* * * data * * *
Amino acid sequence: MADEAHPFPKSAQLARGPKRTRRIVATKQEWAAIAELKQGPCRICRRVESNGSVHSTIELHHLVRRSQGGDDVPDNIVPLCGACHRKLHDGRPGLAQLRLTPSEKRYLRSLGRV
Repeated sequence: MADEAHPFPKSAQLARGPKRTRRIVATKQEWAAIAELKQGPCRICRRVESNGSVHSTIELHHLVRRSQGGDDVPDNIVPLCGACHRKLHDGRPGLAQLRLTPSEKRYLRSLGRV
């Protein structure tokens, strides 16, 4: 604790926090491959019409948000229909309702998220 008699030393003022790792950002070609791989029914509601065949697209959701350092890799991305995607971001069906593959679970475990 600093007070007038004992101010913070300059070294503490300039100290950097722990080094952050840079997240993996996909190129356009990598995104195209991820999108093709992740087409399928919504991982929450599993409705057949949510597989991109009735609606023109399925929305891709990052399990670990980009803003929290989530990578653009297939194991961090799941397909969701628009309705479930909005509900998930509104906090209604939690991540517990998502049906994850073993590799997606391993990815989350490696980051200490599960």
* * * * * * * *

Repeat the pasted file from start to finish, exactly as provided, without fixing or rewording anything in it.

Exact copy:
Amino acid sequence: MADEAHPFPKSAQLARGPKRTRRIVATKQEWAAIAELKQGPCRICRRVESNGSVHSTIELHHLVRRSQGGDDVPDNIVPLCGACHRKLHDGRPGLAQLRLTPSEKRYLRSLGRV
Repeated sequence: MADEAHPFPKSAQLARGPKRTRRIVATKQEWAAIAELKQGPCRICRRVESNGSVHSTIELHHLVRRSQGGDDVPDNIVPLCGACHRKLHDGRPGLAQLRLTPSEKRYLRSLGRV
């Protein structure tokens, strides 16, 4: 604790926090491959019409948000229909309702998220 008699030393003022790792950002070609791989029914509601065949697209959701350092890799991305995607971001069906593959679970475990 600093007070007038004992101010913070300059070294503490300039100290950097722990080094952050840079997240993996996909190129356009990598995104195209991820999108093709992740087409399928919504991982929450599993409705057949949510597989991109009735609606023109399925929305891709990052399990670990980009803003929290989530990578653009297939194991961090799941397909969701628009309705479930909005509900998930509104906090209604939690991540517990998502049906994850073993590799997606391993990815989350490696980051200490599960």